philo-, phil-, -phile, -philia, -philic, -philous, -phily, -philiac, -philist, -philism
These are just a few of the meanings set up for the etymological meanings of philo- which comes to us from Greek.
In biology, there are many words that use philo-, phil- to mean "thriving in such and such a place or situation; or exhibiting a tendency for a specified condition" for its existence.
Other meanings include: "strongly attracted to; such as, an organism that loves or is strongly attracted to something which is specified".
In psychology and psychiatry, -phile, -philia, etc. use this element as a word termination indicating an abnormal craving or attraction to or an affinity for an object as shown by the word stems to which they are affixed.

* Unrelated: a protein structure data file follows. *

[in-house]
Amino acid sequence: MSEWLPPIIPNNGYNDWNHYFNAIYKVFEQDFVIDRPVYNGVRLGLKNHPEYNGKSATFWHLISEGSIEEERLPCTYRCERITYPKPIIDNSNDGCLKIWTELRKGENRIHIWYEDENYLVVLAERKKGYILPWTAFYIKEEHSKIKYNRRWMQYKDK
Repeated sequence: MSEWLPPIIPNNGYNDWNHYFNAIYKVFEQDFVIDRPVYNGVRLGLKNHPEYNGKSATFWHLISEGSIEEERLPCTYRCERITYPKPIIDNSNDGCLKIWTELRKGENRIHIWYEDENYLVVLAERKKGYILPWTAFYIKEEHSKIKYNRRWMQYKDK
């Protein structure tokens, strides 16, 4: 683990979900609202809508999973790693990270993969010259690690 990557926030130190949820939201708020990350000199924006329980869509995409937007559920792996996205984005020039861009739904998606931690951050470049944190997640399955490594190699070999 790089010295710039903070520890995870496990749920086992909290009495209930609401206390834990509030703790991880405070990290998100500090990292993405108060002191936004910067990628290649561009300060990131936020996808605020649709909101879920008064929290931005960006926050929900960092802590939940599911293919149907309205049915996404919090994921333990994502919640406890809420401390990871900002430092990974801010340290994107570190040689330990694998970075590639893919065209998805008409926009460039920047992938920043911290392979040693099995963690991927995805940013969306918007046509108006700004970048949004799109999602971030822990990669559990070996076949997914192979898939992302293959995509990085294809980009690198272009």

chiropterophile (s) (noun)
, chiropterophiles (pl)
Bats that have a fondness for pollen found in flowers: Although many nocturnal flying mammals are after insects or small mice and other small vertebrates, there are some that are chiropterophiles which specialize in collecting pollen instead.
, more chiropterophilous, most chiropterophilous
In biology, a reference to plants pollinated by Chiropteras: The chiropterophilous bats help plants to reproduce by pollination as they transfer pollen from the anthers to the stigmas while they are licking the nectar in the flowers.
In biology, dwelling or thriving in rubbish heaps.
In biology, thriving in wastelands and rubbish heaps.
A collector of music-title pages.
In biology, an amicable relationship between ants and lepidopterous [butterfly and moth] larvae, based on the scent produced by the larvae.
A lover of gold; a special desire for gold.
You may take a self-scoring quiz over some of the words in this section by just clicking this Philo Quiz #1
Related "love, fondness" units: